300+ Mind Expanding Documentaries I watch a lot of documentaries. I think they are incredible tools for learning and increasing our awareness of important issues. The power of an interesting documentary is that it can open our minds to new possibilities and deepen our understanding of the world. On this list of mind expanding documentaries you will find different viewpoints, controversial opinions and even contradictory ideas. From decisions to disorders: how neuroscience is changing what we know about ourselves People have wanted to understand our motivations, thoughts and behaviours since the ancient Greeks inscribed “know thyself” on the Temple of Apollo at Delphi. And understanding the brain’s place in health and disease is one of this century’s greatest challenges – take Alzheimer’s, dementia and depression for example. There are many exciting contributions from neuroscience that have given insight into our thoughts and actions. Three neuroscientists have just been awarded the 2014 Nobel Prize for their discoveries of cells that act as a positioning system in the brain – in other words, the mechanism that allows us to navigate spaces using spatial information and memory at a cellular level. There are many exciting contributions from neuroscience that have given insight into our thoughts and actions.
Overview of learning styles Many people recognize that each person prefers different learning styles and techniques. Learning styles group common ways that people learn. Everyone has a mix of learning styles. Some people may find that they have a dominant style of learning, with far less use of the other styles. Others may find that they use different styles in different circumstances. There is no right mix. Energy and Calm: Brain Breaks and Focused-Attention Practices When presented with new material, standards, and complicated topics, we need to be focused and calm as we approach our assignments. We can use brain breaks and focused-attention practices to positively impact our emotional states and learning. They refocus our neural circuitry with either stimulating or quieting practices that generate increased activity in the prefrontal cortex, where problem solving and emotional regulation occur. Brain Breaks A brain break is a short period of time when we change up the dull routine of incoming information that arrives via predictable, tedious, well-worn roadways. Our brains are wired for novelty.
The science world is freaking out over this 25-year-old's answer to antibiotic resistance A 25-year-old student has just come up with a way to fight drug-resistant superbugs without antibiotics. The new approach has so far only been tested in the lab and on mice, but it could offer a potential solution to antibiotic resistance, which is now getting so bad that the United Nations recently declared it a "fundamental threat" to global health. Antibiotic-resistant bacteria already kill around 700,000 people each year, but a recent study suggests that number could rise to around 10 million by 2050. In addition to common hospital superbug, methicillin-resistant Staphylococcus aureus (MRSA), scientists are now also concerned that gonorrhoea is about to become resistant to all remaining drugs. But Shu Lam, a 25-year-old PhD student at the University of Melbourne in Australia, has developed a star-shaped polymer that can kill six different superbug strains without antibiotics, simply by ripping apart their cell walls.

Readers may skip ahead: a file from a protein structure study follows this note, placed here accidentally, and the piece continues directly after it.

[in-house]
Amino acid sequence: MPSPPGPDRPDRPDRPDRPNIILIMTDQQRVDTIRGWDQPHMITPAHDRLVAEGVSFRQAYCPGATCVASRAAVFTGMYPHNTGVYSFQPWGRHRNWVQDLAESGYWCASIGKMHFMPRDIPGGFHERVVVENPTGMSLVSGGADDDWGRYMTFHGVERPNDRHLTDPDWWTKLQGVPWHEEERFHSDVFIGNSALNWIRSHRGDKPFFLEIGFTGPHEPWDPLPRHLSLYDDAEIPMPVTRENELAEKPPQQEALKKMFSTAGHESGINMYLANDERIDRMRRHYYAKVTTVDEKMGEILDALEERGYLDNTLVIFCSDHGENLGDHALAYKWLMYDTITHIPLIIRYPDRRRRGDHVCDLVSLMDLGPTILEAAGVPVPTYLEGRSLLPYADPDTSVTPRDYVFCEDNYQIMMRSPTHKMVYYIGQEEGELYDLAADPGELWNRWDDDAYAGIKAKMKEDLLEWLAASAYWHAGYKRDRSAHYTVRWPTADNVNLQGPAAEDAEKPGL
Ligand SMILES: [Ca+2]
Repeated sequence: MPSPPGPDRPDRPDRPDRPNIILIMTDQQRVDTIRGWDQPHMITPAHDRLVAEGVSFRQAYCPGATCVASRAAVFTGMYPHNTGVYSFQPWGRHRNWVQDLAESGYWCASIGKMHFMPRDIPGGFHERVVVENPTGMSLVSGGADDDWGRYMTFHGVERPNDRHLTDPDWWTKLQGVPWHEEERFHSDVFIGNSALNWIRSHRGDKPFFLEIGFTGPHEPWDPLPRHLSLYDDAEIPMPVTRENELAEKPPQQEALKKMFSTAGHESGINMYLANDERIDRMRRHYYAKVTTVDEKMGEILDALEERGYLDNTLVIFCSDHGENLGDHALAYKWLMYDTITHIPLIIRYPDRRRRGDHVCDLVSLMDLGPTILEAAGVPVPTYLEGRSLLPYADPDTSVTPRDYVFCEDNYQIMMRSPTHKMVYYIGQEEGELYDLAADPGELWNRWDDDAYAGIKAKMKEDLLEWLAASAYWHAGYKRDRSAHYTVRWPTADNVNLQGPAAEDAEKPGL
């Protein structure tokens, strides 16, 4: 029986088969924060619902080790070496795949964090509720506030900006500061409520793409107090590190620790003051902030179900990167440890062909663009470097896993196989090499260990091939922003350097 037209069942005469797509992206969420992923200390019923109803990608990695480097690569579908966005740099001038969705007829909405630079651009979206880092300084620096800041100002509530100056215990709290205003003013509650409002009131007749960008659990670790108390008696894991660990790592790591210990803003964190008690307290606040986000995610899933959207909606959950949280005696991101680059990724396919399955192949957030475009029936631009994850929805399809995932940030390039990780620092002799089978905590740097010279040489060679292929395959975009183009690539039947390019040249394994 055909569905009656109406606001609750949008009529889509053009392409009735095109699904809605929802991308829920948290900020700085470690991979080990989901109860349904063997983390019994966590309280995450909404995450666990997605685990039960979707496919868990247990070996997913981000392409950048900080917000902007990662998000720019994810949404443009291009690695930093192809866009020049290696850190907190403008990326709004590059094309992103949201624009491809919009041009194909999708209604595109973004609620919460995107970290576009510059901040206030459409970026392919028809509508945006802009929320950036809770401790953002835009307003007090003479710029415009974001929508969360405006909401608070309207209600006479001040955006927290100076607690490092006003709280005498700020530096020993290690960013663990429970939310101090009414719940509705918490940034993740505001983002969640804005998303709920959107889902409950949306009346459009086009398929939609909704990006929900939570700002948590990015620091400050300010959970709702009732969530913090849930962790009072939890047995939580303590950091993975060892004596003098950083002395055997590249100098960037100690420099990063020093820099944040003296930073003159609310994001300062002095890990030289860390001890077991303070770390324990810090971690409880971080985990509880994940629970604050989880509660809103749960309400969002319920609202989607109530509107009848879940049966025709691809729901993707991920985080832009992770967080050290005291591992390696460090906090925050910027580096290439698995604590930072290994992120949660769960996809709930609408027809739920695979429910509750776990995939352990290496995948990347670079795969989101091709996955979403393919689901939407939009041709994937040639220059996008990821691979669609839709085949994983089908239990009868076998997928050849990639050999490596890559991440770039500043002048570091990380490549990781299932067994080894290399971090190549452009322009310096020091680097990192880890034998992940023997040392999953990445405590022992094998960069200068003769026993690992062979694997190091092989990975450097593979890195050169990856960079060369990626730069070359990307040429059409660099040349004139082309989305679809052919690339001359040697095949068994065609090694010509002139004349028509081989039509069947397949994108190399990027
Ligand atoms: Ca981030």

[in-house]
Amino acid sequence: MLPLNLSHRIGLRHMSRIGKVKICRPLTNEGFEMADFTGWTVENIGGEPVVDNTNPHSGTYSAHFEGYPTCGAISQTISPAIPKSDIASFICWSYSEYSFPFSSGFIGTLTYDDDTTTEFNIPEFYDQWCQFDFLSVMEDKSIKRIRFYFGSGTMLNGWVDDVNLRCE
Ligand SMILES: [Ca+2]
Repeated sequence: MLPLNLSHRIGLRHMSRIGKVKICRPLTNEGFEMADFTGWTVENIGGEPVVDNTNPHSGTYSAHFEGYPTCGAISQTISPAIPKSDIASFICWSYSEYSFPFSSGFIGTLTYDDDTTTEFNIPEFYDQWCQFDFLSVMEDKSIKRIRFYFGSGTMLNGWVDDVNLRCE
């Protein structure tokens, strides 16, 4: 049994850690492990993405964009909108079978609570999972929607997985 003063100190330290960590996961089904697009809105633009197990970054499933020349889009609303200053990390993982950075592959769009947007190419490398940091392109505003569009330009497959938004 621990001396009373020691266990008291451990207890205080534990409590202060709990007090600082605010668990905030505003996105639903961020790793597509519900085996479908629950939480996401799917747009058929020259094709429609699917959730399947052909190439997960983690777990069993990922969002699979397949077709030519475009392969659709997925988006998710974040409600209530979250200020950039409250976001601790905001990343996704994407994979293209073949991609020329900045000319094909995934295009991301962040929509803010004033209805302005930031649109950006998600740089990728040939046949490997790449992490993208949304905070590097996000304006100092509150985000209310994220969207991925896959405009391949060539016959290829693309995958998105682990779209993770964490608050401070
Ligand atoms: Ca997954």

Glee for Glia Marijuana affects memory… through astrocytes! The results of this elegant study published in the recent issue of Cell are the first to show that astrocytes play a key role in modulating neuronal activity and working memory. From medicalnewstoday.com A major downside of the medical use of marijuana is the drug’s ill effects on working memory, the ability to transiently hold and process information for reasoning, comprehension and learning.
Chaos theory A double rod pendulum animation showing chaotic behavior. Starting the pendulum from a slightly different initial condition would result in a completely different trajectory. The double rod pendulum is one of the simplest dynamical systems that has chaotic solutions. Chaos: When the present determines the future, but the approximate present does not approximately determine the future. Chaotic behavior can be observed in many natural systems, such as weather and climate. This behavior can be studied through analysis of a chaotic mathematical model, or through analytical techniques such as recurrence plots and Poincaré maps.